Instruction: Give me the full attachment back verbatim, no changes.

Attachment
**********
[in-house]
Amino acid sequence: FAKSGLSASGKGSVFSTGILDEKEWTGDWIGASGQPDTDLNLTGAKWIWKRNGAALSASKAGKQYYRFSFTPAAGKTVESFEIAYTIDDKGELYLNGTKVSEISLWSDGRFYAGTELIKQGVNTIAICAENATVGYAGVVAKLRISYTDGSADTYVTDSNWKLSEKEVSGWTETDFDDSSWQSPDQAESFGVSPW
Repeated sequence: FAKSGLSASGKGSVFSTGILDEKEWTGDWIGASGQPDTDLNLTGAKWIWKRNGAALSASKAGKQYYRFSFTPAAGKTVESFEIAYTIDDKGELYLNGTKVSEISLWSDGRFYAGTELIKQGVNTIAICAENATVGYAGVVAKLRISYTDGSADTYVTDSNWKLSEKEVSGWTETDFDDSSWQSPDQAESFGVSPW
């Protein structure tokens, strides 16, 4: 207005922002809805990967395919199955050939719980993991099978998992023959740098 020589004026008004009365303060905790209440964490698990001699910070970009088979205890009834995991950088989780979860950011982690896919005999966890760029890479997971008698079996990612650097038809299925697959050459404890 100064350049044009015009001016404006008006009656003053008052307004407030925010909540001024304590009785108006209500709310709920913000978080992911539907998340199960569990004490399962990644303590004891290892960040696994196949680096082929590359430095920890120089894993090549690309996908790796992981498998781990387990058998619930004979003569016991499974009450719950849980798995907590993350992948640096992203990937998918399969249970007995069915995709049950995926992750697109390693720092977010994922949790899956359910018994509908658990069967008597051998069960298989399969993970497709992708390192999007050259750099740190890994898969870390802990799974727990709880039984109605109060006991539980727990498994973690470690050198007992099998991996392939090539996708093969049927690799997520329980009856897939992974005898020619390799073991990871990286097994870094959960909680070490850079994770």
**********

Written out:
[in-house]
Amino acid sequence: FAKSGLSASGKGSVFSTGILDEKEWTGDWIGASGQPDTDLNLTGAKWIWKRNGAALSASKAGKQYYRFSFTPAAGKTVESFEIAYTIDDKGELYLNGTKVSEISLWSDGRFYAGTELIKQGVNTIAICAENATVGYAGVVAKLRISYTDGSADTYVTDSNWKLSEKEVSGWTETDFDDSSWQSPDQAESFGVSPW
Repeated sequence: FAKSGLSASGKGSVFSTGILDEKEWTGDWIGASGQPDTDLNLTGAKWIWKRNGAALSASKAGKQYYRFSFTPAAGKTVESFEIAYTIDDKGELYLNGTKVSEISLWSDGRFYAGTELIKQGVNTIAICAENATVGYAGVVAKLRISYTDGSADTYVTDSNWKLSEKEVSGWTETDFDDSSWQSPDQAESFGVSPW
């Protein structure tokens, strides 16, 4: 207005922002809805990967395919199955050939719980993991099978998992023959740098 020589004026008004009365303060905790209440964490698990001699910070970009088979205890009834995991950088989780979860950011982690896919005999966890760029890479997971008698079996990612650097038809299925697959050459404890 100064350049044009015009001016404006008006009656003053008052307004407030925010909540001024304590009785108006209500709310709920913000978080992911539907998340199960569990004490399962990644303590004891290892960040696994196949680096082929590359430095920890120089894993090549690309996908790796992981498998781990387990058998619930004979003569016991499974009450719950849980798995907590993350992948640096992203990937998918399969249970007995069915995709049950995926992750697109390693720092977010994922949790899956359910018994509908658990069967008597051998069960298989399969993970497709992708390192999007050259750099740190890994898969870390802990799974727990709880039984109605109060006991539980727990498994973690470690050198007992099998991996392939090539996708093969049927690799997520329980009856897939992974005898020619390799073991990871990286097994870094959960909680070490850079994770």